Coke Deaths In 30s–“Older…Bodies Can’t Take It”


In Butler County, Ohio, near Cincinnati, 24 people have died of cocaine ingestion, more than in any previous year, and more than in five surrounding Greater Cincinnati counties combined, the Cincinnati Enquirer reports. The county’s total of cocaine deaths in the 1990s was 25.

Users between 35 and 50 years old have died more frequently than younger ones, largely because of health problems that come with age. The recent death of Nathaniel Jones during a struggle with Cincinnati police was complicated by the 41-year-old man’s obesity, enlarged heart and use of drugs like cocaine, a coroner said. The glut of cocaine on Ohio streets is cheaper – $30 to $50 for a one-gram dose – and purer than even one year ago, authorities say.

Tracking cocaine deaths is difficult because many users abused other drugs that may have contributed to their deaths and because agencies have different ways of categorizing drug-related deaths. The Ohio Department of Health is trying to create a database that would show how many deaths are attributed to specific drugs.

Even so, Butler County’s cocaine death rate stands out as unusually high, considering its 334,000 population. County coroner Richard Burkhardt is frustrated that efforts to educate people about the dangers of cocaine and other drugs aren’t working. “(People) continue to abuse drugs as if they are no more harmful than a roller-coaster ride at Americana,” Burkhardt said in his 2002 annual report, lamenting last year’s 19 cocaine deaths. “Until people come to realize that drugs are dangerous and that no thrill can compensate for the early loss of life, we will continue to experience tragedy after tragedy.”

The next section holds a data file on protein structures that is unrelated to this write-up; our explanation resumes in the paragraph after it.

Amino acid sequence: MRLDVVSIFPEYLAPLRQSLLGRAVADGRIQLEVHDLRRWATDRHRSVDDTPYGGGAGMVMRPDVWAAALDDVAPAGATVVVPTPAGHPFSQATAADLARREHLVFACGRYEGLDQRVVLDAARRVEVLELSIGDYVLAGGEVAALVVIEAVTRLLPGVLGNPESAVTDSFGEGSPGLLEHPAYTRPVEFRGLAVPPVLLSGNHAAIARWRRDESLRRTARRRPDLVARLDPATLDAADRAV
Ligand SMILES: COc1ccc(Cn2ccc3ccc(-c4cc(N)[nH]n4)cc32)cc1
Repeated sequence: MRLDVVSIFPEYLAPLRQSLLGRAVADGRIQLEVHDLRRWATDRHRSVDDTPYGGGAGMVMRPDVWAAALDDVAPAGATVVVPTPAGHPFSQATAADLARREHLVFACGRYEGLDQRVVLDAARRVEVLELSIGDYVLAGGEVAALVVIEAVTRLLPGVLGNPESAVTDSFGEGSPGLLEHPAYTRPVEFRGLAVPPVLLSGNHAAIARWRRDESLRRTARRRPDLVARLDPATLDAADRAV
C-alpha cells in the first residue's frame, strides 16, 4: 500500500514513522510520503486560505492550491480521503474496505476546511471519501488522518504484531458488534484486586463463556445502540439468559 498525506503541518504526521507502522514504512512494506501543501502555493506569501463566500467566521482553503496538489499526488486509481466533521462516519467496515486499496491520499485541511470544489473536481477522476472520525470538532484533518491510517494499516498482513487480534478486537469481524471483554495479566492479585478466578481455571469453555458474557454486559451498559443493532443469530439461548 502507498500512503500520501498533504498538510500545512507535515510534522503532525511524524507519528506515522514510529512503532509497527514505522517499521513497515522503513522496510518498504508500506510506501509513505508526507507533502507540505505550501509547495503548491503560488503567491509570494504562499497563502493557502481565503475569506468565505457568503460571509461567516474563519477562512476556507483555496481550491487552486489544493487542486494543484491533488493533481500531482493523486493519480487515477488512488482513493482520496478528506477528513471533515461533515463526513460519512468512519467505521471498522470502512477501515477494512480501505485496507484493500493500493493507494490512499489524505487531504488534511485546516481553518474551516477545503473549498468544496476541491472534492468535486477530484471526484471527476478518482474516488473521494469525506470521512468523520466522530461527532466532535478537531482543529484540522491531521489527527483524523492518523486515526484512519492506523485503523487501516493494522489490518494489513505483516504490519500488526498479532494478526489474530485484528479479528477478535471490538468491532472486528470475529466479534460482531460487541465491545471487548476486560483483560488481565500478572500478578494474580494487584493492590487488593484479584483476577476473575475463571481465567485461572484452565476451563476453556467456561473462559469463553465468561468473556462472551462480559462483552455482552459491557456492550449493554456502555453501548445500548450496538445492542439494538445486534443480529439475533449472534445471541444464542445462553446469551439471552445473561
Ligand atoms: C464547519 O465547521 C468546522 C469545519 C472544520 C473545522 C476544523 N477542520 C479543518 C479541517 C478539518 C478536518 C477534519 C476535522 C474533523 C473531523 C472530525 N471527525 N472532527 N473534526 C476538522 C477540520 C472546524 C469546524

Among the 24 who succumbed to cocaine in Butler this year, 23 were males; their ages spanned 22 to 53 – and half were at least 35. “These aren’t teenagers,” Burkhardt said. “But they’re continuing to use a drug they may have used in their 20s – and the older people’s bodies can’t take it.”


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